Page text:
For the time being, I was a visual artist. My parents encouraged it. I can paint better. I try to do something visually compelling. Eventually I want to get a document going about being on tour, and recording. I like records that tell stories like Pink Floyd’s The Wall.

You have a month long residency in New York next month. What is your favorite part about playing live?

I like playing live more than recording. It’s in the moment and spontaneous. You connect with the fans and the band. I have fun playing live. We try to put on a good show. We try to do things that are different than the record. Something unique that can’t be captured on a recording. Live is where everything comes to fruitation. I’ve been writing songs in reverse so live it’s like how it’s supposed to be. I hate being in a recording studio. It’s tedious. It loses the magic playing it over and over again. Recording songs is the work. Playing a show is fun.

You’ve gained a lot of attention through blogs, and word of mouth. Does your rising popularity ever surprise you?

I’m happy we’ve been getting acclaim. I’m surprised people come to our shows. I do headcounts on the band to make sure they’re there! It’s nice to see them supporting something personal. It makes me feel good and like I’m not wasting time. I’m not taking the fans for granted. It’s gratifying. An affirmation.

How did you come up with the name Midnight Masses?

Our vocalist Katie and I, a friend of mine, were walking around Brooklyn one day and I came up with the name. My Dad was a Catholic but it’s not religious. More of like Black Sabbath “War Pigs,” but it doesn’t have anything to do with the song. I execute band names before the band, even as a kid. I came up with it, so I held onto that name for over a year. When finishing a song during recording we didn’t know what we were going to name it and I said “Midnight Masses.” Then Midnight Masses turned into what it is. I probably have the names of my next three bands already. Some people think it’s a religious thing. No Pitchfork article can insult you more than calling you a Christian rock band! Though I like Gospel music I find it polarizing and unifying. That’s what I like about it. I’m lucky because everyone in this  band was a singer in anothe band. All those people singing together is powerful. You can have a thousand people singer and only a quarter of them being good and it still sounds powerful. I want to have a room full of people sound like one person.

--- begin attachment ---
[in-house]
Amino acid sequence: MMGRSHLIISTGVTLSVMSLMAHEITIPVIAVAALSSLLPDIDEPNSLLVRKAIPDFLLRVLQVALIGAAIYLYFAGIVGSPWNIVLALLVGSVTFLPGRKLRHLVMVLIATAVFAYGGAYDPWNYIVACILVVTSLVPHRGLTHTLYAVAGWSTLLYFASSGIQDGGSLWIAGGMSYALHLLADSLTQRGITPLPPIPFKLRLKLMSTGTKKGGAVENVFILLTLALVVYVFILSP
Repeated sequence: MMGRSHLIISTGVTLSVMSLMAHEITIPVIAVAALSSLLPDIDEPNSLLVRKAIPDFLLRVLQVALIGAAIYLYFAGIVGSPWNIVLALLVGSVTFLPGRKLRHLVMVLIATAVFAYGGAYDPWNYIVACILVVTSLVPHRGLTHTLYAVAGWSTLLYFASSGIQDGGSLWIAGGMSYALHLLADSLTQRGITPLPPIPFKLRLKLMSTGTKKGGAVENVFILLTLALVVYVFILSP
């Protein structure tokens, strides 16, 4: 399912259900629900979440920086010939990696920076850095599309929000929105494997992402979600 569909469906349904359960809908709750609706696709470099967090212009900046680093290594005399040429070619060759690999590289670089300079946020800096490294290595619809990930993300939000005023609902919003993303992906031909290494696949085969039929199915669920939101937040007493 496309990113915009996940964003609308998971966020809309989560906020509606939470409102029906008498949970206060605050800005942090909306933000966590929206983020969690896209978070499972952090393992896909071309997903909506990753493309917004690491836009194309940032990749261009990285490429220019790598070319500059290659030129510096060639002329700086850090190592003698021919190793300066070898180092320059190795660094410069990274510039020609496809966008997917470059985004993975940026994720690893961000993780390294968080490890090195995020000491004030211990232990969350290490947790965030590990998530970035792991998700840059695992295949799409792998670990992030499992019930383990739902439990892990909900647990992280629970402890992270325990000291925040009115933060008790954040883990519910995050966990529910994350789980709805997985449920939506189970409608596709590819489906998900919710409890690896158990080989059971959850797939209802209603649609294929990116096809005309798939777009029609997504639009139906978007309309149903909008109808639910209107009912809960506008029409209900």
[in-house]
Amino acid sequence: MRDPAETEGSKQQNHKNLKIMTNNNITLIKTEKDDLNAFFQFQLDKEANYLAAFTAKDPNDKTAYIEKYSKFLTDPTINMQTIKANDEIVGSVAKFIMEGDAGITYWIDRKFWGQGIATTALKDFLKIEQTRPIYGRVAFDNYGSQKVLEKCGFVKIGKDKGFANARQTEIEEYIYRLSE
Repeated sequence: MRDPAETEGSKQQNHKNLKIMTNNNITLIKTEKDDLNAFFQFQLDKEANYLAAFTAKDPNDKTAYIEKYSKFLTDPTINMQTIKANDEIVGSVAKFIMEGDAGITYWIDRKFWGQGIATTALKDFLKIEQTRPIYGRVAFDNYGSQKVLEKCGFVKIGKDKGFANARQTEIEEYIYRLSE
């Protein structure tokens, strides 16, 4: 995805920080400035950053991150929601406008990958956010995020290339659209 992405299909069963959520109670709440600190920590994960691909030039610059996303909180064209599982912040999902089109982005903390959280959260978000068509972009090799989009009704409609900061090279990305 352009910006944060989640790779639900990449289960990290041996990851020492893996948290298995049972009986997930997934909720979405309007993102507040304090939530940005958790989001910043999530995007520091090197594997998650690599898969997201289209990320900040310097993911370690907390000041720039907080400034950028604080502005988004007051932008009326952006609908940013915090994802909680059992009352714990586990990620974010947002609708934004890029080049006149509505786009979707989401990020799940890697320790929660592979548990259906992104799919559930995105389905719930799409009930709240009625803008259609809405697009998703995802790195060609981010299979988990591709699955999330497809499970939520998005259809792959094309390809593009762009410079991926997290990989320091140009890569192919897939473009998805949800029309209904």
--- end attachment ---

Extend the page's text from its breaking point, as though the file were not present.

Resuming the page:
What is next for the band after the shows in New York?

 We’re doing another EP and another LP. Then we’ll tour for a while. We’re going to keep writing. It’s cool because I’m feeling really inspired now. It’s beyond grief which is more…not so dark anymore. More celebratory. The first part of the interview talked about darkness, than working through it and unifying and not celebrating. It’s gone beyond how it started.



February 10- Union Pool

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February 24- Union Pool